Patricia de Lille has riled the Democratic Alliance to such an extent that most of the party’s leaders can’t wait to see the back of her because she has exposed the gaping cracks in the DA which for the longest time have been covered up by polyfilla.
But for another week (and a bit), De Lille will still be Cape Town mayor despite the incompetent machinations of a political machine which had underestimated her on more than just one occasion. Going against the Western Cape High Court order which reinstated her back to her position on Tuesday, the DA released a cynical press statement in response, saying that De Lille was only a “ceremonial” mayor, and that she had lost the confidence of the party’s caucus.
There remains debate over when exactly De Lille’s problems started within the DA, some point to the immediate aftermath of the 2016 local government elections, while others point to the way in which she was “handed” Cape Town’s mayoral chain in 2011.
But over the last seven years De Lille has not made friends within the DA caucus, where she often scolded senior managers and her colleagues.
Unlike her predecessor Dan Plato, De Lille used her power to effect change despite the DA’s “minders”, like current DA CEO Paul Boughey, being placed in her office.
The history books will show that support for De Lille’s Independent Democrats’ collapsed spectacularly at the 2009 general elections.
Former DA leader Helen Zille salvaged De Lille’s political future, in a quid pro quo of sorts after the latter had bolstered the DA’s then wonky coalition which ran Cape Town in 2007.
In 2010 just after South Africa had their fill of “Phillip”, De Lille crossed the floor to the DA in a move which was supposed to bolster the DA’s electoral fortunes in the Western Cape- coalescing coloured nationalists, (white) liberals and all those who could not stomach Jacob Zuma’s ANC.
Inside the City of Cape Town, white DA councillors expressed unhappiness at the prospect of De Lille as their mayor, saying that she had not “renounced” the Pan Africanist Congress slogan of “One Settler, One Bullet”.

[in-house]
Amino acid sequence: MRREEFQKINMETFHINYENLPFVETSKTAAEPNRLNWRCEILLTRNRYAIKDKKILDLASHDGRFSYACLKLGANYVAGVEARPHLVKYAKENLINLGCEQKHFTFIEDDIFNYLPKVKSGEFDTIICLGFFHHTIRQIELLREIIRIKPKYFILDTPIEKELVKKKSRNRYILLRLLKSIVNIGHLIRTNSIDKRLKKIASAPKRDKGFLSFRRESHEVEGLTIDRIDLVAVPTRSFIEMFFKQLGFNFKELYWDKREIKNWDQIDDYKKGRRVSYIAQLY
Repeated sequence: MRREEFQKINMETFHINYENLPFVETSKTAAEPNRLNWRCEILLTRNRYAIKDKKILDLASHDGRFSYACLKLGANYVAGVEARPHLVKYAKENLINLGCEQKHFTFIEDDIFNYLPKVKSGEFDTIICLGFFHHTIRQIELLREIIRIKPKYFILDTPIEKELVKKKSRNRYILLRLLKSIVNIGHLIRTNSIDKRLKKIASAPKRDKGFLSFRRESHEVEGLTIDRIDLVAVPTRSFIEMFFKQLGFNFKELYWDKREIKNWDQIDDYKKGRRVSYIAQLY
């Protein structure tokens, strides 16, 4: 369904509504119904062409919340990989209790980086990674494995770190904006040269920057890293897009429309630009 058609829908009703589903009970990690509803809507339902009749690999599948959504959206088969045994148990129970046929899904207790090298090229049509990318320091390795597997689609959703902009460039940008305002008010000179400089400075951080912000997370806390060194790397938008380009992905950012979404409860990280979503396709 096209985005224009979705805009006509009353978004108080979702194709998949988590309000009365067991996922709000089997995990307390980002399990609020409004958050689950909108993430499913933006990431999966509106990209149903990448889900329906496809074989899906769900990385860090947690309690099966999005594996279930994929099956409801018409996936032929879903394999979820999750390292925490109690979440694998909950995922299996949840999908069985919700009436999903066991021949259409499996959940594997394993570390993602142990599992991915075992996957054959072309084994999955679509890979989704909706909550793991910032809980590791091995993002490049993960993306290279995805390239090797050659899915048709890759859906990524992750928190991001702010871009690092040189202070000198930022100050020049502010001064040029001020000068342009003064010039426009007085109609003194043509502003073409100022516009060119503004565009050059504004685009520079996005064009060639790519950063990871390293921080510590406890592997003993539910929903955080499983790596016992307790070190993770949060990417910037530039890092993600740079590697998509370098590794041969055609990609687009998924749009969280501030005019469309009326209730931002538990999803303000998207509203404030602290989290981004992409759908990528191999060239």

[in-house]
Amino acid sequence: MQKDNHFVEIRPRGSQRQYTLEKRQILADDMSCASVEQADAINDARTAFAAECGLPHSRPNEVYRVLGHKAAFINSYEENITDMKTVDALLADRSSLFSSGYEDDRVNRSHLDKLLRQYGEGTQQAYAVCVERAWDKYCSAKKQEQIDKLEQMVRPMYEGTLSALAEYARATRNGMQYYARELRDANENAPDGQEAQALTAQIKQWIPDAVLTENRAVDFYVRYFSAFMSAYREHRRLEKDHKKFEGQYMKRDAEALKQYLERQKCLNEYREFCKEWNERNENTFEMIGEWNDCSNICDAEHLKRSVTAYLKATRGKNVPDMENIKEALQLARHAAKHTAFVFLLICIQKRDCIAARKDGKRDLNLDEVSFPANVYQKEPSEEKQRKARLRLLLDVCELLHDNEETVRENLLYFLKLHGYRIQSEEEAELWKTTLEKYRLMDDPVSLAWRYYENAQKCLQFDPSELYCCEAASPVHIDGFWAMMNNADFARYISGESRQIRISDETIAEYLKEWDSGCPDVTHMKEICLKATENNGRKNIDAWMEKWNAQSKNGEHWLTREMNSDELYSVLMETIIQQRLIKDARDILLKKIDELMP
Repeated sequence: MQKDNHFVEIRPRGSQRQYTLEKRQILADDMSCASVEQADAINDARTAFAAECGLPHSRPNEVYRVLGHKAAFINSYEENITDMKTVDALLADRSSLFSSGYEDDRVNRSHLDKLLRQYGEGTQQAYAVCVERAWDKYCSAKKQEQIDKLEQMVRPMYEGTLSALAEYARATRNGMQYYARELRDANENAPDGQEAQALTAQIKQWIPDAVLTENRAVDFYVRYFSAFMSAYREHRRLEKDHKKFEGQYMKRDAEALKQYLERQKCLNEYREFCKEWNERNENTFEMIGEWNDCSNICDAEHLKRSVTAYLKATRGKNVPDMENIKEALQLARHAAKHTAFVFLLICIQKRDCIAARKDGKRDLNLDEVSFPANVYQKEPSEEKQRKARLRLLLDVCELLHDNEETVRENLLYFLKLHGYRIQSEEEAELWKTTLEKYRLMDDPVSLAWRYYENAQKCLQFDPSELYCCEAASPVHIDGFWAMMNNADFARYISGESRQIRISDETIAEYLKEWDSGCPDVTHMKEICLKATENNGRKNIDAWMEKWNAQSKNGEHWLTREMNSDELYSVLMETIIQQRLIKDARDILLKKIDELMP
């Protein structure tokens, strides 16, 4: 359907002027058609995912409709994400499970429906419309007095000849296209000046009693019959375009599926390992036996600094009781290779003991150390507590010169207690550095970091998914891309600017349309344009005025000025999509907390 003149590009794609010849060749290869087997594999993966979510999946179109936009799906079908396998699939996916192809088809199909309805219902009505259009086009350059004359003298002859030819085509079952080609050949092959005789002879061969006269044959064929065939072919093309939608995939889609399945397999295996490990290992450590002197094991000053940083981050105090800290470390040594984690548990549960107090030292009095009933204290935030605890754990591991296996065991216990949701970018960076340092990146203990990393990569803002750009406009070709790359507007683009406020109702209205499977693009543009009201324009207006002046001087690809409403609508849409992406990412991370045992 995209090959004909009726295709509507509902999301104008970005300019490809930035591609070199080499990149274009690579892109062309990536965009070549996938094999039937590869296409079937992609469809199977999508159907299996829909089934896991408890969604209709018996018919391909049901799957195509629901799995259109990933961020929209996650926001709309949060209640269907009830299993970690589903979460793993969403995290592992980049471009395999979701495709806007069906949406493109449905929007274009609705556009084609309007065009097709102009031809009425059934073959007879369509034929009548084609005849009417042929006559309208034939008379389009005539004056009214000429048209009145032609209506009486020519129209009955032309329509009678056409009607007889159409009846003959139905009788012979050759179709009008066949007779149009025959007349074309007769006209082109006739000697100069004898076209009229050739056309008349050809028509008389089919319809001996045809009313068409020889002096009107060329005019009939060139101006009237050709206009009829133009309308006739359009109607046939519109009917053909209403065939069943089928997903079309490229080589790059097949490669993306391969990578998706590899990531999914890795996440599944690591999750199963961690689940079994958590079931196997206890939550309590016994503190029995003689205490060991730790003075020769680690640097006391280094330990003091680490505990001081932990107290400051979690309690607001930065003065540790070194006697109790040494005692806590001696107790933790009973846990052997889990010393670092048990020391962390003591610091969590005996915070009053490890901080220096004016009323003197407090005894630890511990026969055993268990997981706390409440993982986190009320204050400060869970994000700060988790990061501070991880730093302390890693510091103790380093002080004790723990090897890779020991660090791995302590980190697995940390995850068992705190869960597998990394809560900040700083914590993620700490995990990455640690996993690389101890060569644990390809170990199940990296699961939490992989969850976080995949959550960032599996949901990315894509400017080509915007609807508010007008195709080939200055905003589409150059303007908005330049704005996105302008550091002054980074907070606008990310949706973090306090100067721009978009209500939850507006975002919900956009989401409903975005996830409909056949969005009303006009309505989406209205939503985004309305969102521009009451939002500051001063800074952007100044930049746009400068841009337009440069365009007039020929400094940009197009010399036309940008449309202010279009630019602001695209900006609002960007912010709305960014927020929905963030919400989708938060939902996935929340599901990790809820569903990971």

The marriage was always going to be rocky with De Lille and the ID, perhaps having more in common with the ANC than the DA whose socio economic policy prescriptions, in the main, remains right wing.
For these reasons the DA’s caucus in the City of Cape Town have been deeply divided in two (or perhaps three) camps, but victories at the ballot box masked those tensions and contradictions.
De Lille spoke of a redress policy when she took over mayoral chain in 2011, instead the contrary has happened with more working class people being forced out of Cape Town’s inner city by gentrifying property developers.
Some in the party say the DA’s two-thirds majority, attained in 2016, for the City of Cape Town went to the head of De Lille, the story being that she claimed sole credit for the victory.
But that spectacular victory, and the DA wrestling power from the ANC in Johannesburg, Tshwane, and Nelson Mandela Bay perhaps had more to do with the numerous scandals which blighted Zuma’s ANC.
While the DA had its eye on perhaps taking control of Gauteng after next year’s general elections, the De Lille saga has exposed the tensions within the party which in all likelihood will turn off the black voters the party so dearly needs.
Whichever way this story concludes, the tensions with De Lille have exposed the contradictions the DA have been nursing for while as its growth have attracted more supporters from other political parties who don’t quite identify themselves as classical liberals.
Quinton Mtyala is Independent Media’s Western Cape Politics Editor.